Polarized appraisals of out-group members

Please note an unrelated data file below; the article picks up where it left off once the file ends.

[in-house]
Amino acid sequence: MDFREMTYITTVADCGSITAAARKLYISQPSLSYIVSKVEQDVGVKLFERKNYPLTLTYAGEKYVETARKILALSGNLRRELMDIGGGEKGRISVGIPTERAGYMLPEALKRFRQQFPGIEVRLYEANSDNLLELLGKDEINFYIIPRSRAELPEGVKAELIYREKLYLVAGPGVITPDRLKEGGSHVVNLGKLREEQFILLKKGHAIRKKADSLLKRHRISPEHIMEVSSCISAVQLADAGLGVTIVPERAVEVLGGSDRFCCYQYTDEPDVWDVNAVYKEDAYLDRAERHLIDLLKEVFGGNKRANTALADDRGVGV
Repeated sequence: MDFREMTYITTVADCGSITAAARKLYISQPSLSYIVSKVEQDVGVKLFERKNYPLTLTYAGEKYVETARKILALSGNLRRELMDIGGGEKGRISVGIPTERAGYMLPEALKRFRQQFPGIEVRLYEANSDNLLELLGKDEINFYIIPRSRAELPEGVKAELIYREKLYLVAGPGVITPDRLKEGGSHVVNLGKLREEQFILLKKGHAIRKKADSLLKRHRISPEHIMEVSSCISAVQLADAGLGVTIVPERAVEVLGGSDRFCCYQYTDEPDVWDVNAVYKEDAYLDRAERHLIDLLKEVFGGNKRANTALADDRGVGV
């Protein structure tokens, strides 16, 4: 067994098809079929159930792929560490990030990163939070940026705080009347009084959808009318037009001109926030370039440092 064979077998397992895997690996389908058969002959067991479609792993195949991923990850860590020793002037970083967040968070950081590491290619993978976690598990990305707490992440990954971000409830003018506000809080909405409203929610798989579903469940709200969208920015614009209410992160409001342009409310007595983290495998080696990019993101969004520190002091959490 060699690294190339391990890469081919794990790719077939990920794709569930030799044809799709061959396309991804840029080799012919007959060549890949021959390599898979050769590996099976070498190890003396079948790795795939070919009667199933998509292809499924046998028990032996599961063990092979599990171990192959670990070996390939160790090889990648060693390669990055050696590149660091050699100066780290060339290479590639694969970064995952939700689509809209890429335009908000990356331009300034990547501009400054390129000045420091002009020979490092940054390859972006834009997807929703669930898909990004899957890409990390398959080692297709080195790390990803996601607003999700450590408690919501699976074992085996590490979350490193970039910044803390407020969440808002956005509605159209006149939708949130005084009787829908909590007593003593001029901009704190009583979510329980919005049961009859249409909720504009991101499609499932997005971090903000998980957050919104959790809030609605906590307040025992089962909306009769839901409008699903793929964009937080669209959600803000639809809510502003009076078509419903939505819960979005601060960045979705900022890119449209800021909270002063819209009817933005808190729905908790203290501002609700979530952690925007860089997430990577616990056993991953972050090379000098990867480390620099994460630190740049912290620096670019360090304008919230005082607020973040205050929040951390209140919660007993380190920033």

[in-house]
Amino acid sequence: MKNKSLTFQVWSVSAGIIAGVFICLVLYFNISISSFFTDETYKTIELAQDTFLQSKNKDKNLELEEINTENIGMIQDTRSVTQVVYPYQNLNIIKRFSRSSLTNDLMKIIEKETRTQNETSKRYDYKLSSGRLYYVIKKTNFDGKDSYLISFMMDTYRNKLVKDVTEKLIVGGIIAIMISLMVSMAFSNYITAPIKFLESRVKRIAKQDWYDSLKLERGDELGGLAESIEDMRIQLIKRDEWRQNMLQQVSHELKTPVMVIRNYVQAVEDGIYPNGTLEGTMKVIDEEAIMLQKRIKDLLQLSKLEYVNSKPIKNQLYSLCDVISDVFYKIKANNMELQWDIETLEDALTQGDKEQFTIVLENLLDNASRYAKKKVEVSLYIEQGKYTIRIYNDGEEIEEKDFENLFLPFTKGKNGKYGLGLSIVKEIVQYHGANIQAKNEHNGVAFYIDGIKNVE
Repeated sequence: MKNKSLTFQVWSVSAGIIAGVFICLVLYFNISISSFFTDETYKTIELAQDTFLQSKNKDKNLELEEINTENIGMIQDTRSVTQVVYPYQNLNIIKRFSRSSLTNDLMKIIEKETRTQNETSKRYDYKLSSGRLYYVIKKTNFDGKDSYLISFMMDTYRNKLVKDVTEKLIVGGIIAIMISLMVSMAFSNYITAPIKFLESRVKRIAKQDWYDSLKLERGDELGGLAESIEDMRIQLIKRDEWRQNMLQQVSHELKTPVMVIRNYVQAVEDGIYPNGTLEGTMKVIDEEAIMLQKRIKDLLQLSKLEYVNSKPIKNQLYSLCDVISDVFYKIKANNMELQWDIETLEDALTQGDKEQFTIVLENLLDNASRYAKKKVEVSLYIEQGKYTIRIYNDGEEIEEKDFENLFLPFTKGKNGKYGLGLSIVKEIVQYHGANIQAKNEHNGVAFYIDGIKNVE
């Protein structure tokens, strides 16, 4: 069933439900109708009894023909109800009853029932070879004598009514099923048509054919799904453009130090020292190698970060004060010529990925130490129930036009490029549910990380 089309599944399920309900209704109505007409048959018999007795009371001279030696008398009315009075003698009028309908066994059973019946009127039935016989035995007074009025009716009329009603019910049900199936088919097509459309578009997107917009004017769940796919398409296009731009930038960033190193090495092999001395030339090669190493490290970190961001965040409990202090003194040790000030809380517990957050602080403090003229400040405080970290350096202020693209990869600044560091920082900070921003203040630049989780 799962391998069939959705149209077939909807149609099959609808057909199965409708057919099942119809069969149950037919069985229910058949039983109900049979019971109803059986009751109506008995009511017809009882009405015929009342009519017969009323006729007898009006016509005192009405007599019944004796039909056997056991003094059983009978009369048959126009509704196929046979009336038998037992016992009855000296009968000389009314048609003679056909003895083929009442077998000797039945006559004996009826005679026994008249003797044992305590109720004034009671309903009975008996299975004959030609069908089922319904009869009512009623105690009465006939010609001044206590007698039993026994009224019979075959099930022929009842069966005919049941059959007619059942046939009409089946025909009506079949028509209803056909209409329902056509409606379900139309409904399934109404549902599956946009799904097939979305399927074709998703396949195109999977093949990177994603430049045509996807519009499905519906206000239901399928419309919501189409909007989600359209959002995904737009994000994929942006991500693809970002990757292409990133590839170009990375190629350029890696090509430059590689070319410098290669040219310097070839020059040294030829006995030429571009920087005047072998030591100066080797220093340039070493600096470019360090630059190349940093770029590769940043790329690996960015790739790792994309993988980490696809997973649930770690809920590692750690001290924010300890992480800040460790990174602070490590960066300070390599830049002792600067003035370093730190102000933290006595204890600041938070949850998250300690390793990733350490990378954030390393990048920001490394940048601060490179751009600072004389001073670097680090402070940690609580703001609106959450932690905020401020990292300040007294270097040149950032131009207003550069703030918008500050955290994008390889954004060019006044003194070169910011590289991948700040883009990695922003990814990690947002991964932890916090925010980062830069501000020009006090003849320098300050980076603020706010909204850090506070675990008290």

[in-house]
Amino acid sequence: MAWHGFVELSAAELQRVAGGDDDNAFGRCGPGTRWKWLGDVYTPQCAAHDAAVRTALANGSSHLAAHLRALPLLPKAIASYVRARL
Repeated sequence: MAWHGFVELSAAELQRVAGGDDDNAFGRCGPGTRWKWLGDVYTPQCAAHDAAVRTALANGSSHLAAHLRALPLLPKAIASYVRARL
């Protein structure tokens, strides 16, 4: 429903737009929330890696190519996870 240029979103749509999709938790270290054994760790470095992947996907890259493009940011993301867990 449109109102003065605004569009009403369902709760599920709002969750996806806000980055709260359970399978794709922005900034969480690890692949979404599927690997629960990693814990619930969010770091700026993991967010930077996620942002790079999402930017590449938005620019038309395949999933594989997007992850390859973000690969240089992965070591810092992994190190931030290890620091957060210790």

Developed and tested a model that assumes that people have a more complex schema regarding in-groups than out-groups and consequently, that appraisals of out-group members will be more extreme or polarized than appraisals of in-group members. Four experiments with 415 White male and female undergraduates tested this model, as well as predictions derived from attribution principles. In Exp I, Ss read and evaluated a law school application containing incidental information about the applicant's race and gender. A Black applicant with strong credentials was judged more favorably than an identical White applicant, supporting a prediction derived from the augmentation principle. In Exp II, an applicant with weak credentials was included in the design. Results support the prediction that out-group members would be evaluated more extremely: When the application credentials were positive, the out-group member (a Black or opposite-sex applicant) was evaluated more favorably than the in-group member (a White or same-sex applicant). When the application credentials were weak, the out-group member was evaluated more negatively. Exp III and IV provided support for the 2 assumptions underlying the complexity-extremity hypothesis: First, White Ss demonstrated greater complexity regarding Whites than Blacks. Second, greater complexity resulted in evaluative moderation. (20 ref) (PsycINFO Database Record (c) 2006 APA, all rights reserved). © 1980 American Psychological Association.
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